Community Energy Resilience at Loughborough University
Community Energy Resilience
“Energy Resilience” is an increasingly important concept in the context of humanitarian and development action. The difficulty of maintaining and protecting energy infrastructure, for example, has been demonstrated by major disasters such as Hurricane Maria, wiping out energy grids across the Caribbean and in some cases leaving communities without power for weeks or months. Meanwhile, in low-income rural areas that are not serviced by national power grids, communities are increasingly turning to local energy generation to meet their needs.
The focus on community energy resilience represents a departure from the traditional notion that energy resilience is about national systems and infrastructure security. Community energy generation can be from renewable sources maintained by local people, making it more sustainable and more easily repaired following a disaster. As rural communities around the world search for new alternatives to on-grid power, the process of building resilient energy systems is becoming more localised and more complex.
Enhancing community energy resilience
The BRE Trust is supporting Dr Long Seng To’s Royal Academy of Engineering, Engineering for Development Research Fellowship at Loughborough University. Dr To’s project, titled ‘Enhancing community energy resilience using renewable energy in developing countries’, is focused on finding ways of providing affordable, reliable, and sustainable energy for rural communities. The BRE Trust is a partner in this project and, since the Research Fellowship was awarded to Dr To in 2018, the Trust has aided the fellowship by participating in development workshops and connecting Dr To with other partners to help grow her network.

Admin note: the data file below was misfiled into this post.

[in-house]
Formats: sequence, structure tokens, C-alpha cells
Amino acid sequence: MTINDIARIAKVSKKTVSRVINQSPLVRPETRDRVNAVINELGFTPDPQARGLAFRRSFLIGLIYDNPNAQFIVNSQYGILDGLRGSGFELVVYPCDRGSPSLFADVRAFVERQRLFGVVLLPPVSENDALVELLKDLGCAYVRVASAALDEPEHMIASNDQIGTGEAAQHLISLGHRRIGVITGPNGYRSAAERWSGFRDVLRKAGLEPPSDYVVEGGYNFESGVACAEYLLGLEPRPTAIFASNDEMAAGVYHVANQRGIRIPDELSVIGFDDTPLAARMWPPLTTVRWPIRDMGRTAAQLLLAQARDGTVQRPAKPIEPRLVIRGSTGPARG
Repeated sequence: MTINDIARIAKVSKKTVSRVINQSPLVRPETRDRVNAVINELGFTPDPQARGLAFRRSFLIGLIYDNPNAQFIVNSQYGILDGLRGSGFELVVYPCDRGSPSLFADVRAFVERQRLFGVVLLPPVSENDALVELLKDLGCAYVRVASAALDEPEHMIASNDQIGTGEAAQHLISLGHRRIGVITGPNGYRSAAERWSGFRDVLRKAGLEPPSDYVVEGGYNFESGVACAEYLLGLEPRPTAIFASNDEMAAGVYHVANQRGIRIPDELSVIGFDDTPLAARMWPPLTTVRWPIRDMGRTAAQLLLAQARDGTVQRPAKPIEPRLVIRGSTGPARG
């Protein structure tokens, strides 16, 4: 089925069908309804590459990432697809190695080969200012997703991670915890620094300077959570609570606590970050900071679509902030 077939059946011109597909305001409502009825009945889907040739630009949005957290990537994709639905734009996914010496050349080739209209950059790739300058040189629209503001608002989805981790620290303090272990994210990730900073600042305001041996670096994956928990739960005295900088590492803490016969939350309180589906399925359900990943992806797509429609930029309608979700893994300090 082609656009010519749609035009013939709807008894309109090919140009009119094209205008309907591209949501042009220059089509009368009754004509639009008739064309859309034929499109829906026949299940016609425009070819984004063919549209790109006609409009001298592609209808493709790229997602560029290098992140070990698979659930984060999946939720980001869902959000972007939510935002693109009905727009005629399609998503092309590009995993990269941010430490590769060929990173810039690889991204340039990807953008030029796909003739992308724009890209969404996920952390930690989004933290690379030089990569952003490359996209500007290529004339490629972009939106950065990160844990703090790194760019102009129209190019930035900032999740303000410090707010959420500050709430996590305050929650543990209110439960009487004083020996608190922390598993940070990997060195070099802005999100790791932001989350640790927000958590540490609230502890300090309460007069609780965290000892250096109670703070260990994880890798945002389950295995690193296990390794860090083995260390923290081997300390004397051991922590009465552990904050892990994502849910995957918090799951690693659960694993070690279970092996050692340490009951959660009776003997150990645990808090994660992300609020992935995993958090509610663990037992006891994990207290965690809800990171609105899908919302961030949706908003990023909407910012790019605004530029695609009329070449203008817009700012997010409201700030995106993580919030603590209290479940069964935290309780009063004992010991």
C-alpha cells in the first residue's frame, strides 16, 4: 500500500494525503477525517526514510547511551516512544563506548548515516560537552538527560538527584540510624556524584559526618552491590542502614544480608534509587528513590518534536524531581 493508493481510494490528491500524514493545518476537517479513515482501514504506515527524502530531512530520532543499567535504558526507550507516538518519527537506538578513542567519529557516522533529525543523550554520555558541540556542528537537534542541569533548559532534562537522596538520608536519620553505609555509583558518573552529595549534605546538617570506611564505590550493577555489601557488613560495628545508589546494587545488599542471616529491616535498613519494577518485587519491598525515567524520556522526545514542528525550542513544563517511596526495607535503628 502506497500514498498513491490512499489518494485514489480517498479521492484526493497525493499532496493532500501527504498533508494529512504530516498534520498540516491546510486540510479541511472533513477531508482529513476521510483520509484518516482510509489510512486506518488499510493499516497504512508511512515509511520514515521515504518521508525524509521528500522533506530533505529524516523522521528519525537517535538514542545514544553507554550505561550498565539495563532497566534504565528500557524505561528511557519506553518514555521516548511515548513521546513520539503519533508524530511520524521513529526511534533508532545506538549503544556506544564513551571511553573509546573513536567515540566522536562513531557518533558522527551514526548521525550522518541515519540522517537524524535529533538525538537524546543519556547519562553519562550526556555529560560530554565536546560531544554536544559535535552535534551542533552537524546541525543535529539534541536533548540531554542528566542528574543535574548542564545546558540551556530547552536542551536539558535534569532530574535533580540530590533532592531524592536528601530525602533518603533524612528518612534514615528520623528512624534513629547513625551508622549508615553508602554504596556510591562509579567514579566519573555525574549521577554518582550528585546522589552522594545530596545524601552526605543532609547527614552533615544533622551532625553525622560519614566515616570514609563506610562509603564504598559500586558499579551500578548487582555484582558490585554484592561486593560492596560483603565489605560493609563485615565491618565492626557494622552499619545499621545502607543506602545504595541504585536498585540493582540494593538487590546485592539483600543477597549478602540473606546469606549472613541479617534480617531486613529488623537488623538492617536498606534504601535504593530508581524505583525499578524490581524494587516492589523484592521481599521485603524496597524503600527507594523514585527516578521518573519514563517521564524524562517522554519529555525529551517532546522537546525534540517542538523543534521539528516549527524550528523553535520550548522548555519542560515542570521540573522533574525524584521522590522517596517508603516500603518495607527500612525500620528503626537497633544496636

Linked to QSAND goals
The aim of this research is closely linked to the goals of the QSAND framework, which also has a focus on using local resources and expertise to develop resilience and sustainability in vulnerable communities. This research will provide valuable insight into ways of further developing the energy component of QSAND, in order to support local innovation in creating sustainable energy solutions. Meanwhile, QSAND will help to frame the fellowship research in a more holistic manner by assessing energy issues within the wider shelter and settlement context.
QSAND will therefore collaborate with project partners in Nepal and Malawi to support the assessment of community energy resilience in the areas identified for research. This research will be led by in-country partners, namely Mzuzu University in Malawi and Tribhuvan University in Nepal. The BRE Trust and Dr To will support this activity and include other stakeholders from the humanitarian and academic spheres, to produce detailed case studies that can inform the development of community energy resilience globally.